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Sweet Potato and Spinach Curry

My mum was six years old when the Japanese first occupied then-Malaya in 1941. They surrendered to the Allies in 1945, but the country faced another crisis a few years later. The British and the Commonwealth were fighting a communist insurrection which resulted in a state of emergency being declared. For many years, this conflict caused divisions among the people and severe food shortages. Through these times, the family had lost most of their fortune, my grandfather was detained several times for his resistance to the Japanese and later his family was targeted and punished for his anti-Communist stance.

My mum had stark memories from that time, mostly harrowing and sad. But she also remembered the lengths they went to to survive and the foods that sustained them when they were hungry. Because of rationing and prioritising of resources to the war effort, food was scarce. Many plantations had been destroyed. Fast growing crops, most of which was tapioca and sweet potato, were grown on every available patch of land. Most people have bad memories of the food they eat in war times and become averse to it. My father in law, for example, is not a fan of topinambour or Jerusalem artichokes, the tuber reputed to have saved France from famine during the war. It was the opposite case for my mum. She continued to cook and celebrate tapioca and sweet potato in many different ways, both savoury and sweet.

Packed with beta-carotene, vitamin A, fibre, antioxidants, the sweet potato is especially versatile. It is easy to grow, is available year round, resistant to pests and diseases and yields abundant harvests. Not only is the flesh of the tuber moist, sweet and delicious, the leaves are perfectly edible and are also vitamin-packed themselves, containing high amounts of vitamin B, iron, zinc and calcium to name a few.

Scientists are baffled by the distribution of the plant, scattered across the world from South America to remote Polynesian Islands. I find sweet potatoes easily in France, the most common being the orange variety (and also richest in nutrients). The purple and white ones are mostly found in Asian grocery stores. The leaves too can be found in Asian stores.

One of my mum’s favourite things to make with the sweet potato was a curry that was cooked with its leaves. But for this particular recipe I’ve replaced it with spinach only because its in season and we are a household that has an uncanny fondness for spinach. A variation of the recipe is with prawns. I imagine that this dish started off quite simply without the prawns, which was a later addition when food resources became more attainable, or when the budget allowed. There is belacan in the recipe, the ill-reputed shrimp paste that is widely used in Malaysian cooking. If you can overcome the pre-cooked smell, it will add punch to this dish. If you’re not ready for the odour adventure, substitute with anchovies or use a chicken stock base for the umami.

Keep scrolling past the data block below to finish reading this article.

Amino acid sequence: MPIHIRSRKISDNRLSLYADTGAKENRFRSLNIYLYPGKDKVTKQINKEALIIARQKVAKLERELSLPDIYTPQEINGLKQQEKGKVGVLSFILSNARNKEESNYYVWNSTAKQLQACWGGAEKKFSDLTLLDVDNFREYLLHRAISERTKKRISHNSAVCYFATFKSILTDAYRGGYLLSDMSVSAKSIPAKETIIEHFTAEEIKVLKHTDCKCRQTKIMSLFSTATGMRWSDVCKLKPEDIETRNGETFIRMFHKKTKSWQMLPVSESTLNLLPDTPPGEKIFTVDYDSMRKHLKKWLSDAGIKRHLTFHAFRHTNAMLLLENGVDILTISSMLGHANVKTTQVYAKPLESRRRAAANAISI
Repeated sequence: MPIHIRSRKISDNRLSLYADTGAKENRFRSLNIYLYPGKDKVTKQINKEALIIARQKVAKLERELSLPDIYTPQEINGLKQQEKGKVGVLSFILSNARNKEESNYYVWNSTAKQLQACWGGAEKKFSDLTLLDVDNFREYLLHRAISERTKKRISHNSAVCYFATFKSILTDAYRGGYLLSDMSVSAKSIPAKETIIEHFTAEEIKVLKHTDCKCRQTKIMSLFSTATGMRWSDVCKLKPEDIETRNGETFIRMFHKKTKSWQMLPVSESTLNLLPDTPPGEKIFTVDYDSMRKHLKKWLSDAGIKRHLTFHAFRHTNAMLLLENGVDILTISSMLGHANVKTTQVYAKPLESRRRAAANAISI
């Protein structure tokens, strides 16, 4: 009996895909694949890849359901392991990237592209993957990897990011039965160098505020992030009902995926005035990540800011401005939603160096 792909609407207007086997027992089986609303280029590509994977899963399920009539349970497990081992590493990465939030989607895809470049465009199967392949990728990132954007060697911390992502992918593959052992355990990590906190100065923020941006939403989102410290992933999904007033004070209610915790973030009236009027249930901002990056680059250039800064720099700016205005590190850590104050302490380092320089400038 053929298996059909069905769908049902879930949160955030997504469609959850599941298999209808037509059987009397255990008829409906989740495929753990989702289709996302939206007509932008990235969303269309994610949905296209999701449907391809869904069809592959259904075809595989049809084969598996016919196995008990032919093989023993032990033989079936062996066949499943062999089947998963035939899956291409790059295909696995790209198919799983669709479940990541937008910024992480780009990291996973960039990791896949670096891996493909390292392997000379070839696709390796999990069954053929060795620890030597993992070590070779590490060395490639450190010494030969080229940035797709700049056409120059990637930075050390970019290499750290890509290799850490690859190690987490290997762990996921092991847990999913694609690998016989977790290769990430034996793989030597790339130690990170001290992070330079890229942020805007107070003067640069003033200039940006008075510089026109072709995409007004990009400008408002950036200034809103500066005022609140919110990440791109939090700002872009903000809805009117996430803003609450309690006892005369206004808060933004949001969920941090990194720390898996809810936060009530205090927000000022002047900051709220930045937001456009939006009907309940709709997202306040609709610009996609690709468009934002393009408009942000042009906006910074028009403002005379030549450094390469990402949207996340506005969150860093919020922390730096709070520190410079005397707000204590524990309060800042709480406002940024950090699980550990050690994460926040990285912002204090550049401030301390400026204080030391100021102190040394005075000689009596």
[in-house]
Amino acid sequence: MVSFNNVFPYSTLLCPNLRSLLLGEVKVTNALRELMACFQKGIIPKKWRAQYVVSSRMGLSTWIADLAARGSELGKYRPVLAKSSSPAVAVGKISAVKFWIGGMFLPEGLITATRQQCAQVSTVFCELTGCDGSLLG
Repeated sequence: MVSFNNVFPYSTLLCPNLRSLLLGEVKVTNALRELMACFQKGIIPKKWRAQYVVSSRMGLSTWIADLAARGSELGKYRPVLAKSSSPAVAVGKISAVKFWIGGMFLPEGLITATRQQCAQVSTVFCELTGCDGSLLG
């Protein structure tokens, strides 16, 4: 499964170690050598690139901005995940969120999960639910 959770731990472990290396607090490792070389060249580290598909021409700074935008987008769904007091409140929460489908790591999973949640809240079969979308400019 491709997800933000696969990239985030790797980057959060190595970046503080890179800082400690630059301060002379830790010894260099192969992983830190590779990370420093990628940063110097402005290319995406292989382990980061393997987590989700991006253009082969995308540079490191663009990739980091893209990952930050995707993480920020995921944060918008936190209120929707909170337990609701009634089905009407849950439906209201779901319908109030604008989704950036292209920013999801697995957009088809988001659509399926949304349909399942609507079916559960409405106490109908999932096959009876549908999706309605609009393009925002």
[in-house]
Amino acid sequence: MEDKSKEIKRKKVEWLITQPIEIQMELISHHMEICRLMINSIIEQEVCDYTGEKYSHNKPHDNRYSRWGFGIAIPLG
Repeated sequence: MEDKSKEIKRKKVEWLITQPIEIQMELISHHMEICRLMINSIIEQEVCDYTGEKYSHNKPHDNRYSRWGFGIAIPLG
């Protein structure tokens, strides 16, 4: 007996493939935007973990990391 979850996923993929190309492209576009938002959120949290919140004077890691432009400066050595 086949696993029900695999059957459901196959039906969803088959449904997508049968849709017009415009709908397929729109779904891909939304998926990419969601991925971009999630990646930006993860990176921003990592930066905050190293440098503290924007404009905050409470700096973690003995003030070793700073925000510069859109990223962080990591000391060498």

I love how, in the most desperate of times, people had the humble sweet potato not only feed their body, but their culinary imaginations as well: steamed and pureed for baby’s first solids, cooked in spicy curries, mixed with flours to make delicate local cakes.

Today everywhere, as it was in Malaya for my mum eighty years ago, the sweet potato remains an invaluable crop, helping feed those who must endure malnutrition and hunger. Celebrate it!

A light curry, and oh so full of iron goodness. Dried shrimps are used here. They should be a deep salmon pink, and though dried, should not be crispy hard or smell strongly of ammonia. Used whole or pounded, they are used as a flavouring or as a main ingredient in many Asian cuisines. In Paris, I can find them in the frozen section of the Asian supermarket. The belacan shrimp paste may not be for the faint-hearted, substitute them with a couple of anchovies in oil. Throw in the extra dried chillis if you like more heat.

Sweet Potato and Spinach Curry


Serves 4 to 6

Prep Time 10 mins/Cook Time 20 mins/Total Time 30 mins

Ingredients for Pounding/Blending:

  • 5 shallots, peeled and sliced roughly

  • 3 cloves garlic

  • 1/2 tsp belacan shrimp paste

  • 2 tbsps dried shrimps, soaked in water

  • 1 1/2 tsp chilli paste

  • 60 ml water

  • Optional: 2 dried chillis, seeds removed, soaked in water


Belacan with fish sauce or anchovies in oil. If not using either, can also use chicken stock instead of water.

Other Ingredients:

  • 2 tbsps cooking oil

  • 300 to 400 g sweet potato, peeled and cubed

  • 500 g spinach, roots and harder stems removed, washed and rinsed thoroughly

  • 400 ml coconut milk

  • 200 ml water


  1. Prepare the ingredients for the pounded/blended ingredients by peeling and cutting into smaller pieces.

  2. If using dried chillis, cut into two vertically and remove seeds.

  3. Soak dried shrimps to reconstitute, about 10 minutes.

  4. Pound ingredients, or blend (in which case add the 60 ml water). Set aside.

  5. Wash and rinse spinach thoroughly.

  6. Peel and diced the sweet potato roughly.

  7. Heat a large wok or pot, add cooking oil.

  8. Add pounded/blended ingredients, and dried chillis if using. Stir fry over medium high heat, stirring constantly, about 8 minutes. When oil starts to separate, add the coconut milk and water. Season. Allow to come to a boil.

  9. Add the sweet potatoes, and let simmer until almost tender, about 8 minutes.

  10. Add the spinach and cook another 2 minutes. Check for seasoning.

  11. Serve with rice or cooked vermicelli.


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